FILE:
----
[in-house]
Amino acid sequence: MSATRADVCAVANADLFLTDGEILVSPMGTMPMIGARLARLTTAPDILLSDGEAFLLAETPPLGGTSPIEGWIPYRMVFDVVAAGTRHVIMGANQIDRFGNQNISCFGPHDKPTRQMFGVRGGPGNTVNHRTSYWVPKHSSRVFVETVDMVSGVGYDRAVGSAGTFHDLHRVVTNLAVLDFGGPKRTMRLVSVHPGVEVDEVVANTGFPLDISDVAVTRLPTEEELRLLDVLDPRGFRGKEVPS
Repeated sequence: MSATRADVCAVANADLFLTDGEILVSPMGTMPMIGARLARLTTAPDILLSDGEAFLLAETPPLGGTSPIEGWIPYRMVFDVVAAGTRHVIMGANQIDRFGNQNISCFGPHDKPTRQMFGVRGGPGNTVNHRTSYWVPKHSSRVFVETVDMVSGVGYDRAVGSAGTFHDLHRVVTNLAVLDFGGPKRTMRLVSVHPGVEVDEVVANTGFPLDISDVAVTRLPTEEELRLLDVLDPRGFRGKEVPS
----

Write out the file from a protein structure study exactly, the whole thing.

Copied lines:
[in-house]
Amino acid sequence: MSATRADVCAVANADLFLTDGEILVSPMGTMPMIGARLARLTTAPDILLSDGEAFLLAETPPLGGTSPIEGWIPYRMVFDVVAAGTRHVIMGANQIDRFGNQNISCFGPHDKPTRQMFGVRGGPGNTVNHRTSYWVPKHSSRVFVETVDMVSGVGYDRAVGSAGTFHDLHRVVTNLAVLDFGGPKRTMRLVSVHPGVEVDEVVANTGFPLDISDVAVTRLPTEEELRLLDVLDPRGFRGKEVPS
Repeated sequence: MSATRADVCAVANADLFLTDGEILVSPMGTMPMIGARLARLTTAPDILLSDGEAFLLAETPPLGGTSPIEGWIPYRMVFDVVAAGTRHVIMGANQIDRFGNQNISCFGPHDKPTRQMFGVRGGPGNTVNHRTSYWVPKHSSRVFVETVDMVSGVGYDRAVGSAGTFHDLHRVVTNLAVLDFGGPKRTMRLVSVHPGVEVDEVVANTGFPLDISDVAVTRLPTEEELRLLDVLDPRGFRGKEVPS